Friday, September 23, 2011

California Falling

In interesting news today, California is now at the very bottom of the top ten states for wealth. The continued prosperity of the East Coast is beginning to look a lot like a strong argument for density. Density has historically been a critical way of bringing ideas together. For a while it looked like California was an attempt to show how prosperity could work with lower density population patterns.

We'll see if this is a trend or an isolated blip, but it doesn't bode well for the West Coast pattern of settlement.


  1. The two thoughts that occurred first to me:

    1. Ecological fallacy. The Maryland and Virginia counties near DC are the wealthiest in the nation.

    2. Proximity to the federal government. The prosperity of the East Coast looks more like an argument for being near the federal government than an argument against the California model.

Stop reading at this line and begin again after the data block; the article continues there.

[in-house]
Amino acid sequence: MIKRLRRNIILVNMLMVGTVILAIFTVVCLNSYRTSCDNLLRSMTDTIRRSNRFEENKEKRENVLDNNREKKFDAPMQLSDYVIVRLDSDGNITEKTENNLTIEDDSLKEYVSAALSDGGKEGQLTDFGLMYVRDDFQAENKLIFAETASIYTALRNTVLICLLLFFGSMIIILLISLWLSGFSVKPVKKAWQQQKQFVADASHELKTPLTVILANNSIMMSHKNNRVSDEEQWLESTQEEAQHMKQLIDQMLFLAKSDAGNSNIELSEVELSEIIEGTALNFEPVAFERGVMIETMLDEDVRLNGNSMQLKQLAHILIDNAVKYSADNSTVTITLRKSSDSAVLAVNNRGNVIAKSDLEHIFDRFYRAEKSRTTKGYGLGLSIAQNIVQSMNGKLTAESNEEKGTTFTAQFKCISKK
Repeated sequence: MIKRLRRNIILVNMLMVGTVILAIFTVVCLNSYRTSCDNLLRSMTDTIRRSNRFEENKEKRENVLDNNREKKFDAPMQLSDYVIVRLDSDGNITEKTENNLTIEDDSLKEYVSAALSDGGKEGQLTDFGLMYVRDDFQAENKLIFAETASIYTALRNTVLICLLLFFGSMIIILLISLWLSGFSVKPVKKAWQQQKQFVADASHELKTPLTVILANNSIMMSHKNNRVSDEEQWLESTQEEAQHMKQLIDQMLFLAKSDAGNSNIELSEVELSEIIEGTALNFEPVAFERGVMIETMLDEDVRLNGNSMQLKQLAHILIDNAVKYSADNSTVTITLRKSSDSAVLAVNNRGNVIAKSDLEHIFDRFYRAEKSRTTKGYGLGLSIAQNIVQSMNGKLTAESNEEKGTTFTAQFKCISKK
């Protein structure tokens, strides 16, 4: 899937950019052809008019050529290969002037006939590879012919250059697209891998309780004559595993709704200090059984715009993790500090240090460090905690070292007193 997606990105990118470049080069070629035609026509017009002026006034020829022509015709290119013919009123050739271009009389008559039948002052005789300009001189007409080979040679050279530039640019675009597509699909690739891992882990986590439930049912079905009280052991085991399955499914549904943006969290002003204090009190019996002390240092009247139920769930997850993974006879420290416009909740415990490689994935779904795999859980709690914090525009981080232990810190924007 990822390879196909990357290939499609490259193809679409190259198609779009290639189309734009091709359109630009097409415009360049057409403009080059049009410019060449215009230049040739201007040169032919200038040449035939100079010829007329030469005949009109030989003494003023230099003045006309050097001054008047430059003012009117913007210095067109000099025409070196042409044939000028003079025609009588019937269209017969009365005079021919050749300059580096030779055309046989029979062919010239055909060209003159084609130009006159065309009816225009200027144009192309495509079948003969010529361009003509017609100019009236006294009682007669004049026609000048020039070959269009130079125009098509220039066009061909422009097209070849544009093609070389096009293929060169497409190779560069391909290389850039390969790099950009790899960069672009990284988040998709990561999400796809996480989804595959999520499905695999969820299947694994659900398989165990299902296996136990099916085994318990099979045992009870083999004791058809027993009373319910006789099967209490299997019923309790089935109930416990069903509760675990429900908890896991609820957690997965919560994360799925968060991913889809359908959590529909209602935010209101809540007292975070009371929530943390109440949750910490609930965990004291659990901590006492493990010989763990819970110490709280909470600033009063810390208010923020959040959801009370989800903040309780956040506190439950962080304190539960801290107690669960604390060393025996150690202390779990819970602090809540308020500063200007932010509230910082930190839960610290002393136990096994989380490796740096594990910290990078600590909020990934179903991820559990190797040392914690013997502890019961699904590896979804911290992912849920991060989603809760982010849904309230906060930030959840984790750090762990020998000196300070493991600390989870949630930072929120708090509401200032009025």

2. Both of these are interesting points. The ecological fallacy is possible but I think the individual data would back it up.

    Being close to the Federal government is a much more subtle issues. If the key is being close to the seat of power then it is inevitable that you'd have an increase in density there.

    So my controls are New York and Boston, but even they suffer from being much closer to DC than CA is.

  3. The other problem with your thesis is that the DC area is a sprawl. The population density is much lower than in the NYC or Boston areas. Both San Francisco and Los Angeles are higher-density than DC.